Here’s a classic experiment involving air pressure, one of the earliest demonstrations placed online by “Florencefst,” the Fondazione Scienza e Tecnica’s collection of scientific YouTube videos. The introduction is Italian; in English, it says “Hemispheres of Magdeburg,” and indicates that this demonstration apparatus dates from the first half of the nineteenth century. The top and bottom brass hemispheres are placed together. Next the bottom hemisphere, which incorporates a valve, is connected through a hose to a vacuum pump (which is not visible) and a mercury-filled pressure gauge (the glass device on the right). As the pump is operated, we see the level of mercury change, indicating that the pump is removing most of the air from within the hemispheres. The valve attached to the bottom hemisphere is closed. Now the vessel contains a vacuum.  Well, it would be more precise to say that the air pressure within the hemispheres is much lower than the air pressure in the room outside, … Continue reading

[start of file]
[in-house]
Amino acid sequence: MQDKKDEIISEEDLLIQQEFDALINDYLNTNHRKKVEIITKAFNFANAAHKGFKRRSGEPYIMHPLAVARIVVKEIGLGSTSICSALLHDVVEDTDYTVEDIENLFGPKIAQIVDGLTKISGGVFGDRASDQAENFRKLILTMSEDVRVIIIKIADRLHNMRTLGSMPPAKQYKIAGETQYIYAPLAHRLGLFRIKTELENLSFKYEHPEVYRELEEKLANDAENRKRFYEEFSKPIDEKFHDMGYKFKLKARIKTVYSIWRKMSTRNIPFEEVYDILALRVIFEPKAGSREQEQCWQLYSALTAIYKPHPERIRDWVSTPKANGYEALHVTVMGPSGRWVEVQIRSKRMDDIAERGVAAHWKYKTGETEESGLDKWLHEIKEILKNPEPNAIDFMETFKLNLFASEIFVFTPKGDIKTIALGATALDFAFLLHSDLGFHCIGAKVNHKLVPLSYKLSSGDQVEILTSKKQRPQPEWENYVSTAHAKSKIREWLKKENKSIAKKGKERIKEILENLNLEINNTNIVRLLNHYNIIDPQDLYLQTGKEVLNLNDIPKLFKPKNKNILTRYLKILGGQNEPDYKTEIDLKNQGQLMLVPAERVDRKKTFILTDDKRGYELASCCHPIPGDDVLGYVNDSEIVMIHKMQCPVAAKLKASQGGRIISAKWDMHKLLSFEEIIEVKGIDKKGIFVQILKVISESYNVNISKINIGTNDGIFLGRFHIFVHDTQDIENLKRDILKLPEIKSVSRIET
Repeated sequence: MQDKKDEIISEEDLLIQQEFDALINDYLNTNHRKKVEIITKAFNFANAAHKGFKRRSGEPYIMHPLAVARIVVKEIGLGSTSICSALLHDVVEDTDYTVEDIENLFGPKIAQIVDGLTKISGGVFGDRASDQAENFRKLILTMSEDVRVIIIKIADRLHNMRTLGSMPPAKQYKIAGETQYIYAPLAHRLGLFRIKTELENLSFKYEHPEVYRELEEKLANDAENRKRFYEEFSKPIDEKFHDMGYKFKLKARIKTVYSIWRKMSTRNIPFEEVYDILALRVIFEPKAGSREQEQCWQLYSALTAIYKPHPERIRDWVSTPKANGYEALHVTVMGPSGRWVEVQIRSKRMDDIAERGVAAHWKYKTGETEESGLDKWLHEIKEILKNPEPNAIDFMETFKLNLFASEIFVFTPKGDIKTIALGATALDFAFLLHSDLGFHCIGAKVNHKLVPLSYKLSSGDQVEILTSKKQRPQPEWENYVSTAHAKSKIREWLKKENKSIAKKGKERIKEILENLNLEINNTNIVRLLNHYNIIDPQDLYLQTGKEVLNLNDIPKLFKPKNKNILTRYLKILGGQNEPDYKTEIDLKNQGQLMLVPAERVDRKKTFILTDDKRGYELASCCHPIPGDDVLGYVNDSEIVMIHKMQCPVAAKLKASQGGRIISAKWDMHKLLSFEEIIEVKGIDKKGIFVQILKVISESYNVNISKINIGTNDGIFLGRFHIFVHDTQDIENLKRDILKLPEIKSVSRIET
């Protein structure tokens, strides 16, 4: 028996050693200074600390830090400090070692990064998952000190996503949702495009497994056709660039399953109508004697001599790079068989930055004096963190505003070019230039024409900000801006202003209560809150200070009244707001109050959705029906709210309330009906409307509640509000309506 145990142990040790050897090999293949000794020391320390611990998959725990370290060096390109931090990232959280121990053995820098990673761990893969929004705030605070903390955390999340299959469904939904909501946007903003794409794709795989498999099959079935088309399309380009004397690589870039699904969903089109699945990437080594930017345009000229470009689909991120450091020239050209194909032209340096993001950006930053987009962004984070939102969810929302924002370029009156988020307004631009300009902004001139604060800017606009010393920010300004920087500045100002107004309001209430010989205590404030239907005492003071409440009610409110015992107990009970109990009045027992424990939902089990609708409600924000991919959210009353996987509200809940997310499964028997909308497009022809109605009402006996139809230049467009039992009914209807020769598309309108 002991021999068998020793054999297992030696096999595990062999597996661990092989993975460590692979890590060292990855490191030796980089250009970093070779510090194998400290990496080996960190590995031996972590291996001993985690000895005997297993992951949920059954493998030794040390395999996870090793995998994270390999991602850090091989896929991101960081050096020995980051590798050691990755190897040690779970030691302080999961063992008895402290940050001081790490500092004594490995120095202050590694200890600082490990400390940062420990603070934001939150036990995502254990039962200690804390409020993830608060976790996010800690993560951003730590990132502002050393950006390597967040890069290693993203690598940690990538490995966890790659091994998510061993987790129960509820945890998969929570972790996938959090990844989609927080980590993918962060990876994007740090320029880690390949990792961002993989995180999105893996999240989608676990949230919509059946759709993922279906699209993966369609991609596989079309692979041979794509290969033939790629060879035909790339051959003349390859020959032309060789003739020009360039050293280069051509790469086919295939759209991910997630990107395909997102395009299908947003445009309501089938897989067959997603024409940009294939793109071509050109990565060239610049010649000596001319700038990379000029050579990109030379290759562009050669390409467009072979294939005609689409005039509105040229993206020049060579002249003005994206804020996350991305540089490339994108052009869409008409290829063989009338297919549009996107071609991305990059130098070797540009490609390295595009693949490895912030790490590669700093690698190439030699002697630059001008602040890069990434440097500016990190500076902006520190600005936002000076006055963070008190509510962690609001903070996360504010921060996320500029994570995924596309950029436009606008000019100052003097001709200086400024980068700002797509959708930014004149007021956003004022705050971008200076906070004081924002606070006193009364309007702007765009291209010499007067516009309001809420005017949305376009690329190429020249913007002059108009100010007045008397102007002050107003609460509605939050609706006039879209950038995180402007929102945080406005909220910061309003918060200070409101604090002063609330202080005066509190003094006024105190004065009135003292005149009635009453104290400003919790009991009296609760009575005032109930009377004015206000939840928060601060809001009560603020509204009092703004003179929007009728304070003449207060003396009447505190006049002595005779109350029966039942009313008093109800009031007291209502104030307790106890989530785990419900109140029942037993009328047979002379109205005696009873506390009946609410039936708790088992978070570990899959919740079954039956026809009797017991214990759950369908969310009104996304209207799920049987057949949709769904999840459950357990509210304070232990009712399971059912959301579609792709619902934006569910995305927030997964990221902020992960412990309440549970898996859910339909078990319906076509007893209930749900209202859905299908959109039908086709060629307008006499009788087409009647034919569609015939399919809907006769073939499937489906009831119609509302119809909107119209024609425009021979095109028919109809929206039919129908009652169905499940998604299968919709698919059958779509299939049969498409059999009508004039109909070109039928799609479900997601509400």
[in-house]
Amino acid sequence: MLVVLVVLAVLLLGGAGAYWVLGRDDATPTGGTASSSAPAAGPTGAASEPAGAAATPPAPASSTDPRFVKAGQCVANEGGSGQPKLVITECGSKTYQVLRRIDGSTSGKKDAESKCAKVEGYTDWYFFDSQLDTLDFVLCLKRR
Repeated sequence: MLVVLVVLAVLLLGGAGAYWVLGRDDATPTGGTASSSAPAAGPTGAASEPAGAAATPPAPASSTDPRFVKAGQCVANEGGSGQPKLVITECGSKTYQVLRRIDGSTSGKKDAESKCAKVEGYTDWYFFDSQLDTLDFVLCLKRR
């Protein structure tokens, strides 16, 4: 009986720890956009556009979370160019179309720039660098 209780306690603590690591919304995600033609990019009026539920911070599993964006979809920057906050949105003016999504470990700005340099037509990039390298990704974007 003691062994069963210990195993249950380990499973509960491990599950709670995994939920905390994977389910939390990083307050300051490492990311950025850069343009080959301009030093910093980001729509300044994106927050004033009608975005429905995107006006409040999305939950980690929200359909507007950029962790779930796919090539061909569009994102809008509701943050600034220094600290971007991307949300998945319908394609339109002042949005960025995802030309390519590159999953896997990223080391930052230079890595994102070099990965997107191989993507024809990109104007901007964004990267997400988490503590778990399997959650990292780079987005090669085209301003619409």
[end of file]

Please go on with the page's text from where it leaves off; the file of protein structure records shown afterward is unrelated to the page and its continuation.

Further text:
Across the Universe: Under the Southern Cross